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Welcome to the travels of Doug and Nada. We love the Lord and are traveling full-time in our motorhome with our German Shepherd, Homer. Homer is the star attraction wherever we stop and he gets us talking and sharing with many people. DON'T FORGET: YOU CAN ENLARGE EACH PHOTO BY CLICKING ON THE PHOTO! The newest blog post is at the top and they go back in time as you scroll down. If you want to see each photo larger, you can just click on the photo and it will enlarge. If you decide to leave a comment, don't forget to sign it so we know who left it. ;-) Folks: This site is under continual construction as we travel and see this beautiful country. Check back for more updates and photos. Thanks for visiting with us! May God bless your day!

Monday, January 11, 2010

Sugarcane burn and border patrol

We headed to Progresso, Mexico today to get Doug's crown finished and my cavity filled. Just a mile from our campground, we came upon the fields of sugarcane doing the burn off. We were glad we weren't going to be home all day since it would be snowing the burnt particles of leaves. This first photo is a field that has already been burned.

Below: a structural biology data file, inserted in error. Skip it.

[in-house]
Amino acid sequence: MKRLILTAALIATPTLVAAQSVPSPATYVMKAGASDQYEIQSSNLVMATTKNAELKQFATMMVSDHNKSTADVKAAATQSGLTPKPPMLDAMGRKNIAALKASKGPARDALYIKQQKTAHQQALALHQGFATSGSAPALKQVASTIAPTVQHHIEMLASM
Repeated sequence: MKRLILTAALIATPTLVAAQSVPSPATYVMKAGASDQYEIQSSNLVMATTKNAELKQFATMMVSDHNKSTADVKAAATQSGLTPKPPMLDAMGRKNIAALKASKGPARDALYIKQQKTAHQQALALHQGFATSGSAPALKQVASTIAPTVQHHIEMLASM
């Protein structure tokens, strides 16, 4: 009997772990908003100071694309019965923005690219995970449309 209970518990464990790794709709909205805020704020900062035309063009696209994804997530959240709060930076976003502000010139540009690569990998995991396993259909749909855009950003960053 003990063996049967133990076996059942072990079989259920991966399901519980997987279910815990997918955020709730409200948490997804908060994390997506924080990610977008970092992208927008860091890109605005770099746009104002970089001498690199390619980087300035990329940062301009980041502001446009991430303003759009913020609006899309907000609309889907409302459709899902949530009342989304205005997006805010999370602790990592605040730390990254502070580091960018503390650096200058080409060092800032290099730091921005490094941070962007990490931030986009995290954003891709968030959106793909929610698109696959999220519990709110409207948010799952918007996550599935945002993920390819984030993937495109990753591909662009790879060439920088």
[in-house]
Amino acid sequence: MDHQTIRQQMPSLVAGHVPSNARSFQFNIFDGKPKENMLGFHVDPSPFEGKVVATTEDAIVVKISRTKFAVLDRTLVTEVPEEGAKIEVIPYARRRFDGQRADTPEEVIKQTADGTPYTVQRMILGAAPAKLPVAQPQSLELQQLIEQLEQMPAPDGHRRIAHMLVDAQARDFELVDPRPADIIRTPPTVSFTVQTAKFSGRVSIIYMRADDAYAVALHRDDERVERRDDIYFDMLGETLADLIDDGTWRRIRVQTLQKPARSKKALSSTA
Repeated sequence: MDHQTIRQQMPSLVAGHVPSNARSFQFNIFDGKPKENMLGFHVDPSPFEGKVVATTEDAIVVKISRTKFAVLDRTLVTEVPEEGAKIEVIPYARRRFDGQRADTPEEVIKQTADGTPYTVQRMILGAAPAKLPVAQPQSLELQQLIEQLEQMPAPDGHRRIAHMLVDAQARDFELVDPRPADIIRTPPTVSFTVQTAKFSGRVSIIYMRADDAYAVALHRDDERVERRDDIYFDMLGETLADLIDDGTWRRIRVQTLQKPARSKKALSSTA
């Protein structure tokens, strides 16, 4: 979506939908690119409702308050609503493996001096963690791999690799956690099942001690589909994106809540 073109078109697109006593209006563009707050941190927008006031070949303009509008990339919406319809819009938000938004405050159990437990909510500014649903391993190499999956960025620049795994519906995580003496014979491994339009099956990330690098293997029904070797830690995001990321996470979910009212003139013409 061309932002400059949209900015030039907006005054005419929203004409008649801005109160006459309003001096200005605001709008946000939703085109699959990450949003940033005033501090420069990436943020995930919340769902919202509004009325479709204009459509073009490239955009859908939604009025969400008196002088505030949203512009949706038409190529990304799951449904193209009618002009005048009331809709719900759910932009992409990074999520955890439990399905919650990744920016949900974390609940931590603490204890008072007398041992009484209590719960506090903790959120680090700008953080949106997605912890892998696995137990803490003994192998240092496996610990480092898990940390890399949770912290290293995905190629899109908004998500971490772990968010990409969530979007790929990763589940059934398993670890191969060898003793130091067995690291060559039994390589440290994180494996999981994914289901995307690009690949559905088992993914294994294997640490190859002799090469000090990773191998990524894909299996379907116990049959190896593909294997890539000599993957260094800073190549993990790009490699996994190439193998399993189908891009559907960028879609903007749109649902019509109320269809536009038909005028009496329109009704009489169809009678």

It is interesting how they harvest the sugarcane. Because sugarcane is a central tall stock (where the sugar is) and lots and lots of long leaves coming off of it the whole way to the top, they first burn the whole field. They have huge John Deere tractors pulling flame throwers along the edge of the field. The flame throwers light the brown dead leaves and it burns off most of the leaves as the fire goes across acres and acres of field. The field looks like the photo above after the burn. Then they come is with big harvesters that cut-off the 6' to 8' stalks at the ground and off to the plant they go. The plant starts growing again and the whole process starts over. Two crops a year down here if the field is irrigate and the field continues in production for about 6 years before it goes downhill.

The above photo is taken from the International Bridge at Progresso, Mexico. The USA is on the right and Mexico is on the left. The Rio Grande is quite small here due to an upstream power dam. If you click on the photo to enlarge it you can see a border patrol vehicle making its way along the dirt road at the top of the river bank. You can also see the infamous rusty steel border wall that sits at the top of the white concrete levy on the right. The border wall is only in certain areas (like there isn't any here by our campground).

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